Multi-American | How immigrants are redefining 'American' in Southern California

For children of immigrants, can family trump opportunity?

Photo by Stephen Zacharias/Flickr (Creative Commons)

An intriguing post on the Being Latino website today points out, if unscientifically, the tug-of-war between family and career that pulls at some young Latinos - and which I suspect pulls at other children of immigrants, too.

In the post, contributor Orlando Rodriguez connects the dots between a Pew Research Center report from a couple of years ago titled "Who Moves? Who Stays Put? Where's Home?" and Latino mobility, examining whether family ties hinder the sort of mobility that could lead to greater professional achievement.

According to the Pew report, U.S-born Latinos are "markedly more likely" than other Americans to have lived in only one state, with 72 percent doing so. When they do move, family reasons are an issue as well: Nearly half (48 percent) of the Latinos surveyed who moved said it was because their community was a good place to raise their children, compared to only a third or so of black and white Americans.

And there's another factor: People who are college graduates are more likely to move away from where they were raised, and Latinos are still at a disadvantage in that department.

Rodriguez writes:

An unscientific sample of my family confirms the Pew findings. The majority of my extended family is from New Orleans and remained there even after hurricane Katrina. Among them, the majority do not have a college education. My oldest brother, niece, and I are the only ones who left (long before Katrina), and we have graduate degrees. My other brother, who stayed in New Orleans and did not go to college, warned me not to get too much education or I would not be able to get a job. He must have been thinking of the type of local jobs available in the tourism and oil economy of southern Louisiana.

Latinos should be mindful that focusing exclusively on the importance of the family may create a difficult choice for young Latinos in the United States. Is the Latino family sending subtle, or not so subtle, hints that living close to abuelita is more important than a better job or higher education? Do young Latinos have enough acquaintances outside their families and beyond their local communities to feel comfortable among strangers? Are Latino parents sending a mixed message?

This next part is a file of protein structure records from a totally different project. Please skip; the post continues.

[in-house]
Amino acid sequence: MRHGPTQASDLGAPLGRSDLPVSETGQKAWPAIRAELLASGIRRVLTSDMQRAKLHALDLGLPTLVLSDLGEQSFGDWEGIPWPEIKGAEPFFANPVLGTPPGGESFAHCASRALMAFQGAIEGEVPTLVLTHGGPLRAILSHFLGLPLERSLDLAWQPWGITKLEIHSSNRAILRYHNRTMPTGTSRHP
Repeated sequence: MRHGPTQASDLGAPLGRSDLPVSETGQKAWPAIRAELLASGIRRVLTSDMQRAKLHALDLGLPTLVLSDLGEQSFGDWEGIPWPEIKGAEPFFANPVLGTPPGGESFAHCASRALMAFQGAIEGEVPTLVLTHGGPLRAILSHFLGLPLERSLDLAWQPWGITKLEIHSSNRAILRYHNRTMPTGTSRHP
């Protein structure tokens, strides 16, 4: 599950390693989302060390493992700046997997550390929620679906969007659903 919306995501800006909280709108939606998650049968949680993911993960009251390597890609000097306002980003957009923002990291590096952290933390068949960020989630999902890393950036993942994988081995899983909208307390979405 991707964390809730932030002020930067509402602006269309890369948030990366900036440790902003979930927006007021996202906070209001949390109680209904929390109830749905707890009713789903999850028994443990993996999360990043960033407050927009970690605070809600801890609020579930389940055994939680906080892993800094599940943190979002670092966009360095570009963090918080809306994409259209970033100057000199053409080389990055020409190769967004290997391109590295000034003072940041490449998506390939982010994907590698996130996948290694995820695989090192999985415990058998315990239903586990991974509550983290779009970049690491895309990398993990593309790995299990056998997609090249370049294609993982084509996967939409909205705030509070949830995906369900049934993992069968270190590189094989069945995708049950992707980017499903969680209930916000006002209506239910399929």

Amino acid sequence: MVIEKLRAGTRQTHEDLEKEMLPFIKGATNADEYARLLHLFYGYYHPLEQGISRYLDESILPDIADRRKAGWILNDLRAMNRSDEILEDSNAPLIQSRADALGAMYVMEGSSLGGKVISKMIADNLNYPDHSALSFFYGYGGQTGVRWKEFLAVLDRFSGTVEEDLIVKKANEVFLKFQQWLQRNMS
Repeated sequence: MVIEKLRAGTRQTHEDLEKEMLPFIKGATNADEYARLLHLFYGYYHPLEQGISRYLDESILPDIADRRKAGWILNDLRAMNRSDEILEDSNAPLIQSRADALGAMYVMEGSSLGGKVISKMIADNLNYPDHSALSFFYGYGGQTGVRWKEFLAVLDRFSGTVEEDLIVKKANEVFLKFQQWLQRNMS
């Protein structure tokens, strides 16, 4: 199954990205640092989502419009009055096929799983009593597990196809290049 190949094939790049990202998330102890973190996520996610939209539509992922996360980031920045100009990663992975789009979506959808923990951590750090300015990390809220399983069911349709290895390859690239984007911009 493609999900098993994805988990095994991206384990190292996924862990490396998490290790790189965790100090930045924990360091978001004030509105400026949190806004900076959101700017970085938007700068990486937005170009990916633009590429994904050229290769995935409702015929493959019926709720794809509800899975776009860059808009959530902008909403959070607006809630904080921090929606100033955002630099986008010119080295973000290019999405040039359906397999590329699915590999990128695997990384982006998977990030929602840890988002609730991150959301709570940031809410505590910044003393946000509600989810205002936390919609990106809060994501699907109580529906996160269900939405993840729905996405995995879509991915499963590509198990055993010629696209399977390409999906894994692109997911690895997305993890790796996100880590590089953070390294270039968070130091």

After reading this, I recalled a conversation that I had about a decade ago, while having dinner at a National Association of Hispanic Journalists conference. I was seated next to an older Latina who worked in television, and in our conversation, it came up that I'd recently passed up a very good out-of-state job offer. It was a dream job at the time, but I'd gotten cold feet.

There were reasons why I didn't move that went beyond my family: A solid community of friends, a growing love interest. But there had also been my otherwise supportive mother's words, "Ay mija, que bueno seria si no te tuvieras que ir." (Oh my daughter, how great it would be if you didn't have to leave.)

Ay, indeed. The older television woman told me how many times she had seen this, and how sad she thought it was. Young Latinos who had worked hard to finish college, kids whose parents had brought them to this country for the opportunities - and then balked when the opportunities threatened to divide the family. "You should have gone," she said. "It was what they brought you here for."

Years later, I'm glad I didn't go. The right opportunities presented themselves in time, allowing me to build a life that doesn't require buying airline tickets to see my family. But Rodriguez's post struck a nerve.

Can anyone who is reading this relate? Feel free to share your story below.